The South of France is a legendary holiday region: the classic luxury destination where everyone longs to be. In this fully updated and revised edition, Cadogan weaves through the landscapes that inspired Van Gogh, Cézanne, Matisse and Renoir, covering a swathe of the country from the Alps to the Pyrenees. Authors Dana Facaros and Michael Pauls, who have lived in France for many years, get to the heart of the region. They reveal the peaceful lavender fields and rolling hills of Provence, and explore its contrasting cities: the salty, bustling port of Marseilles and the elegant university town of Aix-en-Provence. The guide also covers the glamorous French Riviera, where the Cannes film festival is held each year and dukes and millionaires gamble in the casinos of Monaco. Now fully redesigned, this new edition contains the most up-to-the-minute practical information and listings, along with color photographs and maps. The guide also offers an unsurpassed commentary on the world-renowned wine regions of the Rhône, Orange, and Châteauneuf-du-Pape.
Excerpt: Hocus Pocus Popes
Filling the lifeless shell of the papal palace in Avignon with the lost trappings of the medieval popes is not an easy task for the imagination. And the more you learn, the hard it gets, for besides all the harlots, speculators, gluttons and cheats that Petrarch railed against, there seems to have been a shocking amount of voodoo. Accusations of sorcery had already sullied the name of one Occitan pope, Sylvester II (Gerbert of the Auvergne), who reigned from 999-1003 after studying in the Islamic schools in Toledo, where acquired a prophetic bronze head that advised him in sticky moments. Even today, his tombstone in St John Lateran is said to sweat and rattle before the death of each pope.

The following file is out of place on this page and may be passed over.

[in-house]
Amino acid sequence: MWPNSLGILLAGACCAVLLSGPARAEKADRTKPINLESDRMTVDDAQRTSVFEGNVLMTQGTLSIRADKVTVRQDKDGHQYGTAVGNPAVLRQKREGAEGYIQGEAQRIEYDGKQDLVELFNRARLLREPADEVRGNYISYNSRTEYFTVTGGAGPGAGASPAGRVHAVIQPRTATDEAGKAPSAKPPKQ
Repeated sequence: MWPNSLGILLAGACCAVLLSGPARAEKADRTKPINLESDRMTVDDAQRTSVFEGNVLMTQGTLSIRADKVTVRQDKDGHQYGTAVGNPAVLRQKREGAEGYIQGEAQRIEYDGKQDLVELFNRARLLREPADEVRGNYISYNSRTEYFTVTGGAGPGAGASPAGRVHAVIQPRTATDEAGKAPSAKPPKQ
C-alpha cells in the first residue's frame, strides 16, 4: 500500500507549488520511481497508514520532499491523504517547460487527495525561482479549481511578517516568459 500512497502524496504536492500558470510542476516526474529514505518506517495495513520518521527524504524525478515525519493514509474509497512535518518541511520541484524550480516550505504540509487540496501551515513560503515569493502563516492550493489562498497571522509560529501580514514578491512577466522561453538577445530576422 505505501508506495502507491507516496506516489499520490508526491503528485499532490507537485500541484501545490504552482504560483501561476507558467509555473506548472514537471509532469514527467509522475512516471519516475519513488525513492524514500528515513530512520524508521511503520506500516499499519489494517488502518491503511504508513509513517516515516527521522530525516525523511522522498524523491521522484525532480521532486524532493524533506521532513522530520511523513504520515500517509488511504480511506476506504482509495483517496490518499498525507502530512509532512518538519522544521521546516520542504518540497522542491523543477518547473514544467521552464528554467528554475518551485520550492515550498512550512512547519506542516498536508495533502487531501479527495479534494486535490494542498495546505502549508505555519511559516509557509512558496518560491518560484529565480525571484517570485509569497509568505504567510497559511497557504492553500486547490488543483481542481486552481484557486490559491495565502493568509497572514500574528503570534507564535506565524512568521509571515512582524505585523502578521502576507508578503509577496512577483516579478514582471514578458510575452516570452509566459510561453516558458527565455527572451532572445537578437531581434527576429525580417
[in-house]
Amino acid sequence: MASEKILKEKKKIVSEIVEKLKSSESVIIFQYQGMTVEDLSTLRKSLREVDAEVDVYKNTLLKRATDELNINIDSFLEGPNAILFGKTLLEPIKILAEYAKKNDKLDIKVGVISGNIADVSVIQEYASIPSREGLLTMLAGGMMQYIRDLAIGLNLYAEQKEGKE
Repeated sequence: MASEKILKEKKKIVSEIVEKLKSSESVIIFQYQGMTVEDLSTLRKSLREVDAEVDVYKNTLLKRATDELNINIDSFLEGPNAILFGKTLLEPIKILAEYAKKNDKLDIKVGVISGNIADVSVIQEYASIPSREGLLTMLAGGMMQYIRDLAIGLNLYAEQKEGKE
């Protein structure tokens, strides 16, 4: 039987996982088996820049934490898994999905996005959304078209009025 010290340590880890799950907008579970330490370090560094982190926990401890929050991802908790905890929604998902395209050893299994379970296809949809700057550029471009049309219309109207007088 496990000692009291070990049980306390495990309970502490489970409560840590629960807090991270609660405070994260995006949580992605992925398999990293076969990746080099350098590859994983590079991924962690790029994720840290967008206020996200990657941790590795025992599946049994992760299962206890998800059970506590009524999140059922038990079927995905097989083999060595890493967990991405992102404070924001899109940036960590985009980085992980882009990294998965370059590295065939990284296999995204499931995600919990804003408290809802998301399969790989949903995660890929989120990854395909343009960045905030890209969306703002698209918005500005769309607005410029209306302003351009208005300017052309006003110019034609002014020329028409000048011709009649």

In 1309, the French pope Clement V moved the Papacy from Rome to Avignon, then died from eating a plate of ground emeralds (prescribed by his doctor for a stomach ache). He was succeeded by John XXII, a native of Cahors, who owed his election to a magic knife that enchanted the conclave of cardinals. ...click here to read the rest
Best guide to southern France, /5
I've owned a number of guide books for southern France and examined many more and this is the one I would pick if I could only take one. Rick Steves Provence is good but does not completely cover Provence. After finding too much out of date information in a "new" Lonely Planet I don't trust what I read there. Michelin Green Guide contains valuable information but the organization is troublesome. When I travel to other places I'll look at the guides by Facaros and Pauls first.
Dana Facaros and Michael Pauls can be reached at: email@example.com